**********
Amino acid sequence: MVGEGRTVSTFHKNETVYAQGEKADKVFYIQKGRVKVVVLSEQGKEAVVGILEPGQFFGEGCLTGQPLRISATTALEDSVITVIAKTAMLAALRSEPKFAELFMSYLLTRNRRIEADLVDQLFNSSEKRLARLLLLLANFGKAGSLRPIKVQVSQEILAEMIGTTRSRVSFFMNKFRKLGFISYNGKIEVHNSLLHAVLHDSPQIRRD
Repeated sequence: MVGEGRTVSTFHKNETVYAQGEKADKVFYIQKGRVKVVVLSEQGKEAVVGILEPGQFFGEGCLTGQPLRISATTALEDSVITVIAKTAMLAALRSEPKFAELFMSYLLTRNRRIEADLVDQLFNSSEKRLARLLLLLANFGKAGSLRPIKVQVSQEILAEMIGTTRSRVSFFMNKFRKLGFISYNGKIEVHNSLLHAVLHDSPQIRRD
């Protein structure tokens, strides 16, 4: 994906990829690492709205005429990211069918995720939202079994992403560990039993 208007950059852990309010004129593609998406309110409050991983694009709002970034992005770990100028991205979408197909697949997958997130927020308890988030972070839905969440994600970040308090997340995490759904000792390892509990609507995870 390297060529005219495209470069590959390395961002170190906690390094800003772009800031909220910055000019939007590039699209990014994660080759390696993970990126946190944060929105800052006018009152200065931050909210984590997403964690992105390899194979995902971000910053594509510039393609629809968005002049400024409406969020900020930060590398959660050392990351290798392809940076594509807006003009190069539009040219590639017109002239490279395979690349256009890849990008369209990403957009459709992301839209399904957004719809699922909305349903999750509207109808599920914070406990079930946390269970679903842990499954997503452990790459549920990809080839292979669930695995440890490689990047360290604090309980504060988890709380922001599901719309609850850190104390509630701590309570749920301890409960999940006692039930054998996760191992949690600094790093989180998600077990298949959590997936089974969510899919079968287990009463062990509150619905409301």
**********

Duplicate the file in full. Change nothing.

Amino acid sequence: MVGEGRTVSTFHKNETVYAQGEKADKVFYIQKGRVKVVVLSEQGKEAVVGILEPGQFFGEGCLTGQPLRISATTALEDSVITVIAKTAMLAALRSEPKFAELFMSYLLTRNRRIEADLVDQLFNSSEKRLARLLLLLANFGKAGSLRPIKVQVSQEILAEMIGTTRSRVSFFMNKFRKLGFISYNGKIEVHNSLLHAVLHDSPQIRRD
Repeated sequence: MVGEGRTVSTFHKNETVYAQGEKADKVFYIQKGRVKVVVLSEQGKEAVVGILEPGQFFGEGCLTGQPLRISATTALEDSVITVIAKTAMLAALRSEPKFAELFMSYLLTRNRRIEADLVDQLFNSSEKRLARLLLLLANFGKAGSLRPIKVQVSQEILAEMIGTTRSRVSFFMNKFRKLGFISYNGKIEVHNSLLHAVLHDSPQIRRD
């Protein structure tokens, strides 16, 4: 994906990829690492709205005429990211069918995720939202079994992403560990039993 208007950059852990309010004129593609998406309110409050991983694009709002970034992005770990100028991205979408197909697949997958997130927020308890988030972070839905969440994600970040308090997340995490759904000792390892509990609507995870 390297060529005219495209470069590959390395961002170190906690390094800003772009800031909220910055000019939007590039699209990014994660080759390696993970990126946190944060929105800052006018009152200065931050909210984590997403964690992105390899194979995902971000910053594509510039393609629809968005002049400024409406969020900020930060590398959660050392990351290798392809940076594509807006003009190069539009040219590639017109002239490279395979690349256009890849990008369209990403957009459709992301839209399904957004719809699922909305349903999750509207109808599920914070406990079930946390269970679903842990499954997503452990790459549920990809080839292979669930695995440890490689990047360290604090309980504060988890709380922001599901719309609850850190104390509630701590309570749920301890409960999940006692039930054998996760191992949690600094790093989180998600077990298949959590997936089974969510899919079968287990009463062990509150619905409301």